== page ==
She and her husband Ronnie decided to move to a small town shortly after she was diagnosed because, she decided, if she only had six months left she wanted to be in the country with her horses and where her girls could make memories for after she was gone.
Well, today, her girls are grown. They are still close because this is a family that stays close, and besides, the girls, Karlie and Katie, want to be around to help with their little sister Chloe, who Suzanne and Ronnie adopted a few years ago. They had provided a home for Chloe when she was a baby and, well, it was just the thing to do when Chloe needed a full-time, forever home.
Suzanne has taken the summer off from traveling around the world educating patients about the options when they have liver involvement. She went to Disneyland with her mom, and 13 other family members (From CancerLand to DisneyLand). They had fun, which everyone needed. Especially Suzanne.
Ronnie and Suzanne Lindley at the beach showing off a new version of her favorite word, "HOPE."
2013 has been a tough year for her. Her mom went through breast cancer, and she has seen too many close friends face new challenges in their struggle. She works with patients, now friends,from around the country on finding the latest treatment to stay alive. During our phone call, I heard, You've got Mail no less than 15 times.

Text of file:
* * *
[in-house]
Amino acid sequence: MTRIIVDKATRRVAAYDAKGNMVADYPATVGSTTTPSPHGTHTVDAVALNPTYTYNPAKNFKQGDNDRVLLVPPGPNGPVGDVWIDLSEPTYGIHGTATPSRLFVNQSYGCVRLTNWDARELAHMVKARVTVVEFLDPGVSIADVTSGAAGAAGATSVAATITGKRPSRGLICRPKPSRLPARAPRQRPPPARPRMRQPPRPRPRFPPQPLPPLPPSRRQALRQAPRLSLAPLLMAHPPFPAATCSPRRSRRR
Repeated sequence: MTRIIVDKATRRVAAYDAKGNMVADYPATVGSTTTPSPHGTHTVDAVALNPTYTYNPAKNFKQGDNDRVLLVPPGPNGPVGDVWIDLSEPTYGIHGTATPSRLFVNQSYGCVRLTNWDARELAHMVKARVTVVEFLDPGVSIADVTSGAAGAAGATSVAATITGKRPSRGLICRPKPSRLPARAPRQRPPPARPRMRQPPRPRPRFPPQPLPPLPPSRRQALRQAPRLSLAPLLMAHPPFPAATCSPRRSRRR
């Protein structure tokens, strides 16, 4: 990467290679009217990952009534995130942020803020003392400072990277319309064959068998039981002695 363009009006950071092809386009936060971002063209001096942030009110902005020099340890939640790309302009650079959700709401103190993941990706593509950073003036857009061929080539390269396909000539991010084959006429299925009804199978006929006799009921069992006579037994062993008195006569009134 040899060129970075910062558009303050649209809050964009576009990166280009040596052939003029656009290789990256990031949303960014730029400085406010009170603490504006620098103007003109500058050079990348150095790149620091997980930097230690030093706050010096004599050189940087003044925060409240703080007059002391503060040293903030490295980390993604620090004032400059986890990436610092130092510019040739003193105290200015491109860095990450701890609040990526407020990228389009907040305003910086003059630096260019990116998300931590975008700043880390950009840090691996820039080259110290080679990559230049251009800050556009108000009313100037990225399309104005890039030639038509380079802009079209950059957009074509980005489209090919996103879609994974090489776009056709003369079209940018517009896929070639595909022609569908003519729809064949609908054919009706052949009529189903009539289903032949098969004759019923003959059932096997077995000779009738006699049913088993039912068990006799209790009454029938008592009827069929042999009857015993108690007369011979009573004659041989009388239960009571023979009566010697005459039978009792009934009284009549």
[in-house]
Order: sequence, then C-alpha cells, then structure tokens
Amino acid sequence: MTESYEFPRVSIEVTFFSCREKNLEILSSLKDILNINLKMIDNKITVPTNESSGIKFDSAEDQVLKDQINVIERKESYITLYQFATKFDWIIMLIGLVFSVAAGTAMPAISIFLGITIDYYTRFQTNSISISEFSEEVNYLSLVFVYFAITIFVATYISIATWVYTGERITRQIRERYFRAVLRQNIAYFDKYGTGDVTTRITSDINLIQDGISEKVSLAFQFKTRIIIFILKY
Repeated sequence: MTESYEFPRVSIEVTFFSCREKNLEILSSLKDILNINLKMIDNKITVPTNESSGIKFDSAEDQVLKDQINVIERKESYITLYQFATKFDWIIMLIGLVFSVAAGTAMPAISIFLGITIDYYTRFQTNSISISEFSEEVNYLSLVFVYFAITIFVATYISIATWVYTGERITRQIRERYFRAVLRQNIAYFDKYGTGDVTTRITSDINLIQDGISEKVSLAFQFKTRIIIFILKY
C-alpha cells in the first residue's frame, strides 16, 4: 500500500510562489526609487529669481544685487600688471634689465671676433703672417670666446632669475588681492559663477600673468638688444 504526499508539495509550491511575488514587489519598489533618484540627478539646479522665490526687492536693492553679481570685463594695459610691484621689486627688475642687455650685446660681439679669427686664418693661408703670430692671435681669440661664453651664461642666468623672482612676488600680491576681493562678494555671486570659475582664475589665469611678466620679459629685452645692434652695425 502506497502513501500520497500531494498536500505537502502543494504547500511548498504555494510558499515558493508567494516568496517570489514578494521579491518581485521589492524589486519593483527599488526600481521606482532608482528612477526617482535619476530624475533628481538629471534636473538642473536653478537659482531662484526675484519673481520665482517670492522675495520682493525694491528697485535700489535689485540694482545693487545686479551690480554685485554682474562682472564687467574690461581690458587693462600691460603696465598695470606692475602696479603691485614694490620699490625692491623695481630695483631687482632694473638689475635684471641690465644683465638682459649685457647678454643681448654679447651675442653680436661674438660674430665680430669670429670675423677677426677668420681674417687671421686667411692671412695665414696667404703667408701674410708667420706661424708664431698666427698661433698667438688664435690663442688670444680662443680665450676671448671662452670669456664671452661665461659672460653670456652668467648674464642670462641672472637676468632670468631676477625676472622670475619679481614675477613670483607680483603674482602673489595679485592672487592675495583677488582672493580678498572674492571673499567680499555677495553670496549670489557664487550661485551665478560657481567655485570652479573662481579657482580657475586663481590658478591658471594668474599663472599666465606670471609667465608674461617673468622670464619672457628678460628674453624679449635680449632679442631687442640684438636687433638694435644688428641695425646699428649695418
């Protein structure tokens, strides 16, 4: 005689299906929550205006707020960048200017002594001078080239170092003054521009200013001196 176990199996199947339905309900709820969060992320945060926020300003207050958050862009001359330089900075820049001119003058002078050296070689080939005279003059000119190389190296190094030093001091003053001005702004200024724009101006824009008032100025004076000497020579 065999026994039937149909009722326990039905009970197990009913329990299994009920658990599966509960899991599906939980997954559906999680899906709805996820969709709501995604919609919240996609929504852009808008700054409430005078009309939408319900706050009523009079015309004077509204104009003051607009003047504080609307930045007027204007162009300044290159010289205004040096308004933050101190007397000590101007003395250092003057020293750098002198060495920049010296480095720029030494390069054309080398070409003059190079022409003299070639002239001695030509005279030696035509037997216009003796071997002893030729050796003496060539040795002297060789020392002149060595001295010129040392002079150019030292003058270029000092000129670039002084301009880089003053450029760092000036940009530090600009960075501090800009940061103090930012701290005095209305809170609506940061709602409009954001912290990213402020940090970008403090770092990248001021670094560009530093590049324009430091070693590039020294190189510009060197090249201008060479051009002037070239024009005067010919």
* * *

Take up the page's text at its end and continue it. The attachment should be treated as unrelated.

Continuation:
They will all hear back from her with ideas for another treatment or another story of another patient who thought it was the end.
Or she will just call to give them a bright moment of caring from someone who has definitely been there.
Suzanne was 31 when she was given six months to live. Now she is 46 and holding on. The woman who hid in the bathroom on her first visit to Capitol Hill for a policy day with LiveSTRONG now speaks to hundreds at a time.
It reminds me of the T-shirt that says: God never gives us more than we can handle, and I am so far behind, I will never die.
BY ELIZABETH WHITTINGTON | JUNE 2, 2013